Published March 28, 2019
Rep. Brian Higgins visited the New York State Center of Excellence in Bioinformatics and Life Sciences on Monday to announce more than $2 million in National Institutes of Health funding to the Hunter James Kelly Research Institute.
The funding allows UB researchers at the institute to pursue a new approach to Krabbe’s Disease, also called globoid cell leukodystrophy, a rare, neurological disease that afflicts newborns and is fatal.
The new approach focuses on the peripheral nervous system as a possible “window” into the disease, according to M. Laura Feltri and Lawrence Wrabetz, co-directors of the Hunter James Kelly Research Institute (HJKRI) and co-principal investigators on the new grant. They are professors in the departments of Biochemistry and Neurology in the Jacobs School of Medicine and Biomedical Sciences at UB.
“What’s exciting about this grant is that we are leading research on Krabbe’s in a new direction,” Feltri said. “Our research will pinpoint which cells need correction, using methods such as gene therapy, in order to cure the disease.”
This new direction, Higgins noted, comes about as a result of the continued investment in the institute, one of a handful of research institutes in the world with an exclusive focus on myelin and diseases of myelin, such as multiple sclerosis, demyelinating neuropathies and leukodystrophies, and how they may be treated.
The institute, part of UB’s New York State Center of Excellence in Bioinformatics and Life Sciences, was established by Buffalo Bills Hall of Fame quarterback Jim Kelly and his wife, Jill, after their infant son, Hunter, was diagnosed with Krabbe’s Disease. He died in 2005 at the age of 8.
Since Feltri and Wrabetz were recruited to UB in 2011 from the San Raffaele Scientific Institute in Milan, the institute has had more than $16 million in research funding. It now employs more than 40 people.
Krabbe’s Disease is caused by a mutation in the GALC gene, which contains instructions for the synthesis of an enzyme called galactosylceramidase. This enzyme is responsible for breaking down certain fats that accumulate in cells during the production of myelin, the fatty insulator that allows nerve cells to communicate. Without this enzyme, those fats accumulate, ultimately damaging and destroying the nervous system. The result is a severe and ultimately fatal neurological condition in which the child loses the ability to move, chew, swallow and breathe; they also experience vision loss and seizures.
Currently, the only treatment for children with Krabbe’s Disease is a bone marrow transplant. Feltri explained that the premise has been that through this procedure the patient will be able to take up the healthy enzyme from the donor cells, allowing for normal stability of myelin.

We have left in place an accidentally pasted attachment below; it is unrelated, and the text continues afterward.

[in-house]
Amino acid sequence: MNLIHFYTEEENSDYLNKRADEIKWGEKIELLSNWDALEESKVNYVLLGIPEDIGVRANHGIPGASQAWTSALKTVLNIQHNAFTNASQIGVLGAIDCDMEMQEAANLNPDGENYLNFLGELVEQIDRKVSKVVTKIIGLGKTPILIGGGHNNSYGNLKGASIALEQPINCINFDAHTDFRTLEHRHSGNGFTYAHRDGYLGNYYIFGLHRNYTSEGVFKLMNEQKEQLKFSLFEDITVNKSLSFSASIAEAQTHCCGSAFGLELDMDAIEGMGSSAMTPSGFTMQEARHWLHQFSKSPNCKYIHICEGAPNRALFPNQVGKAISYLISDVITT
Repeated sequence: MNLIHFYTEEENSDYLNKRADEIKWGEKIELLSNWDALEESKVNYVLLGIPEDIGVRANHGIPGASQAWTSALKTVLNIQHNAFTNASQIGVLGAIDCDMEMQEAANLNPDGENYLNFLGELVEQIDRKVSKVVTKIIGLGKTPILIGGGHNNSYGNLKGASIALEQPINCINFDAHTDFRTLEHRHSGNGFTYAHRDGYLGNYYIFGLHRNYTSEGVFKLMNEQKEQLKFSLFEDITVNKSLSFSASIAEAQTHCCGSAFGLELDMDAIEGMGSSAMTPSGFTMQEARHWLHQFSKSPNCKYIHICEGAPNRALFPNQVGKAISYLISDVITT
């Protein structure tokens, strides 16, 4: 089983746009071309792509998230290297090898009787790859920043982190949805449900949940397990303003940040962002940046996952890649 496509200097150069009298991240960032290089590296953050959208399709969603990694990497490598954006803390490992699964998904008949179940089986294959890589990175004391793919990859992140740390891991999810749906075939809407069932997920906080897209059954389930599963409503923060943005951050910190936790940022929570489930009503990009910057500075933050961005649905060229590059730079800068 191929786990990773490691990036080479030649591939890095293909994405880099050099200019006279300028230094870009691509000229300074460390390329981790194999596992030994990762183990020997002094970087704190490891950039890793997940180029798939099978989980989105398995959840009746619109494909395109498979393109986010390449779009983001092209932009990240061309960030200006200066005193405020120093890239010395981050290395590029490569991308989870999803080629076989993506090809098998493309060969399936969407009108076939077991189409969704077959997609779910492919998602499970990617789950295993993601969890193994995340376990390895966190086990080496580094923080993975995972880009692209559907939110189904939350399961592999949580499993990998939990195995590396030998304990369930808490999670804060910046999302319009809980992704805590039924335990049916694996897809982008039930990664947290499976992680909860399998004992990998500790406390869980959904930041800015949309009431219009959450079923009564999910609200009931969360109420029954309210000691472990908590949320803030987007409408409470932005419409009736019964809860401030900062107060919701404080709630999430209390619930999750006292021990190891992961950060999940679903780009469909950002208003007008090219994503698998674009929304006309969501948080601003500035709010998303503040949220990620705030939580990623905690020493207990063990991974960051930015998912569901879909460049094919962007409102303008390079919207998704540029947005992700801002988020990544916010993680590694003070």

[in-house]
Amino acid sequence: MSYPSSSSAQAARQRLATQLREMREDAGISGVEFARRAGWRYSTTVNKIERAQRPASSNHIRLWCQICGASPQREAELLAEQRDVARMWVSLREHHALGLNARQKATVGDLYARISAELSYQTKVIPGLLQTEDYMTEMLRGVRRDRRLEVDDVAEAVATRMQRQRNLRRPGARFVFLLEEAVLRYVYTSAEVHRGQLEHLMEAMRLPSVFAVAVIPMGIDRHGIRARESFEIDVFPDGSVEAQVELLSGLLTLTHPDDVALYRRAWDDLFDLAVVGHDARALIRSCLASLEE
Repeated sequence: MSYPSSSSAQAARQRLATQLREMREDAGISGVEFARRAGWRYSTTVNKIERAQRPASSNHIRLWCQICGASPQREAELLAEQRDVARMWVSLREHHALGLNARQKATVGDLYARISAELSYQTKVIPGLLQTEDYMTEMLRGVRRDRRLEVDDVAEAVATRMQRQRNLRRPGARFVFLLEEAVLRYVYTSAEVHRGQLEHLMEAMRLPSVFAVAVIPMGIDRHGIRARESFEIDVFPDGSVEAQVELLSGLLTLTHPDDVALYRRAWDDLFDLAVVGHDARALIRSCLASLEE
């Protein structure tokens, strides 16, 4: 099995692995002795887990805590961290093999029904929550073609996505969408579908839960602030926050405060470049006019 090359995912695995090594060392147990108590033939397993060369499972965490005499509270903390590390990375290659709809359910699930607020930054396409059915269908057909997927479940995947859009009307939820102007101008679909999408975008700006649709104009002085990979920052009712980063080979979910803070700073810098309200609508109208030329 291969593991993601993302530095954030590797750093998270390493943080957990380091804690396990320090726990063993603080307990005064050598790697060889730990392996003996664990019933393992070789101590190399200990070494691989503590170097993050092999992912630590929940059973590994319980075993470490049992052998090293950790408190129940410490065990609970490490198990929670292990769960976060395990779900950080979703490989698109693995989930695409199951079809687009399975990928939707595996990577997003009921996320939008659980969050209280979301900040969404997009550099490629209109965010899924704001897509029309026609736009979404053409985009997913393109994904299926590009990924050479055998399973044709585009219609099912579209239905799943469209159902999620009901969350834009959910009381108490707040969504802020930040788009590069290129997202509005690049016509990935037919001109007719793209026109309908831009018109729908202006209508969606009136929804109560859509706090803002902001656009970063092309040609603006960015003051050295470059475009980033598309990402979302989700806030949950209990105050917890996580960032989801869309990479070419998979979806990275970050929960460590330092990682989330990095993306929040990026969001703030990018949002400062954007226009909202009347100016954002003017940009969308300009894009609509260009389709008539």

“Based on our preliminary data, we have evidence that this transfer of enzyme to sick cells is inefficient or does not occur at all,” she said. “Rather, the improvement in symptoms that is seen after a bone marrow transplant may result instead from an anti-inflammatory effect and not because of this transfer.”
Using a new animal model of the disease, the UB researchers expect to be able to determine which cells in the peripheral nervous system are involved in Krabbe’s Disease and by which mechanism.
“We are at an important turning point in our understanding of the mechanisms that contribute to this disease,” Feltri said. “Based on the research done here at the institute, we are finding that we need to rethink some of the previously accepted premises about Krabbe’s Disease. This grant will allow us to continue that important work in order to ultimately develop the best therapies to treat and ultimately cure it.”
“Together with progress made at other institutions around the world to determine how to deliver the missing enzyme to the appropriate cells via gene therapy, this will bring us closer to a successful treatment for Krabbe’s Disease and similar disorders.”
Researchers at the HJKRI have also received additional NIH funding for Krabbe Disease: more than $800,000 to study “Selective galactosylceramidase ablation to study the pathogenesis of Krabbe leukodystrophy” to Daesung Shin, research assistant professor of biochemistry in the Jacobs School, as well as a fellowship grant to Nadav Weinstock, a doctoral student involved in the research.
In addition, Thomas Langan, associate professor of neurology in the Jacobs School, has NIH funding to study how to enhance newborn screening for Krabbe’s Disease, and Wrabetz has received funding from the European Leukodystrophy Association.